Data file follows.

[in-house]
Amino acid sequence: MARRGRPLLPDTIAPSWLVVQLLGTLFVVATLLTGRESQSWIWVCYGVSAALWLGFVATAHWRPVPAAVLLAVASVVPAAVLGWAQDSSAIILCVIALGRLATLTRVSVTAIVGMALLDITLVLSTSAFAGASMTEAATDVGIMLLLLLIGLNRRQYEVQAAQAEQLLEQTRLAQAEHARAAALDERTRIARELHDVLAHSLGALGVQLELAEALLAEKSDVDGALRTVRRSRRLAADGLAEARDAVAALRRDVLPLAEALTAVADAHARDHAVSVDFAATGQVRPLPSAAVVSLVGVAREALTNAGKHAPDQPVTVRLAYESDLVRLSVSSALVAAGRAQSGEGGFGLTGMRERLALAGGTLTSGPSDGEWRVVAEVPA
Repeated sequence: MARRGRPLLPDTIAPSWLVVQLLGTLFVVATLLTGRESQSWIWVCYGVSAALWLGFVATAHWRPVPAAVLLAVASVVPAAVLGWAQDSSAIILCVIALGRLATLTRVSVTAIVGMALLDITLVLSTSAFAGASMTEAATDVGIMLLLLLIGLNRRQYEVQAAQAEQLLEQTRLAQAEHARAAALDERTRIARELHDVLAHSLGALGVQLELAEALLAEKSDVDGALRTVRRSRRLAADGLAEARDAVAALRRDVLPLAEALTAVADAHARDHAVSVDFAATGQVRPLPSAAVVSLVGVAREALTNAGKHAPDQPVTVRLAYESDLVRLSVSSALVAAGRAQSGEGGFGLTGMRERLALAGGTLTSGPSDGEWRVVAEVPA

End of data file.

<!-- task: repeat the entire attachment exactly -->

[in-house]
Amino acid sequence: MARRGRPLLPDTIAPSWLVVQLLGTLFVVATLLTGRESQSWIWVCYGVSAALWLGFVATAHWRPVPAAVLLAVASVVPAAVLGWAQDSSAIILCVIALGRLATLTRVSVTAIVGMALLDITLVLSTSAFAGASMTEAATDVGIMLLLLLIGLNRRQYEVQAAQAEQLLEQTRLAQAEHARAAALDERTRIARELHDVLAHSLGALGVQLELAEALLAEKSDVDGALRTVRRSRRLAADGLAEARDAVAALRRDVLPLAEALTAVADAHARDHAVSVDFAATGQVRPLPSAAVVSLVGVAREALTNAGKHAPDQPVTVRLAYESDLVRLSVSSALVAAGRAQSGEGGFGLTGMRERLALAGGTLTSGPSDGEWRVVAEVPA
Repeated sequence: MARRGRPLLPDTIAPSWLVVQLLGTLFVVATLLTGRESQSWIWVCYGVSAALWLGFVATAHWRPVPAAVLLAVASVVPAAVLGWAQDSSAIILCVIALGRLATLTRVSVTAIVGMALLDITLVLSTSAFAGASMTEAATDVGIMLLLLLIGLNRRQYEVQAAQAEQLLEQTRLAQAEHARAAALDERTRIARELHDVLAHSLGALGVQLELAEALLAEKSDVDGALRTVRRSRRLAADGLAEARDAVAALRRDVLPLAEALTAVADAHARDHAVSVDFAATGQVRPLPSAAVVSLVGVAREALTNAGKHAPDQPVTVRLAYESDLVRLSVSSALVAAGRAQSGEGGFGLTGMRERLALAGGTLTSGPSDGEWRVVAEVPA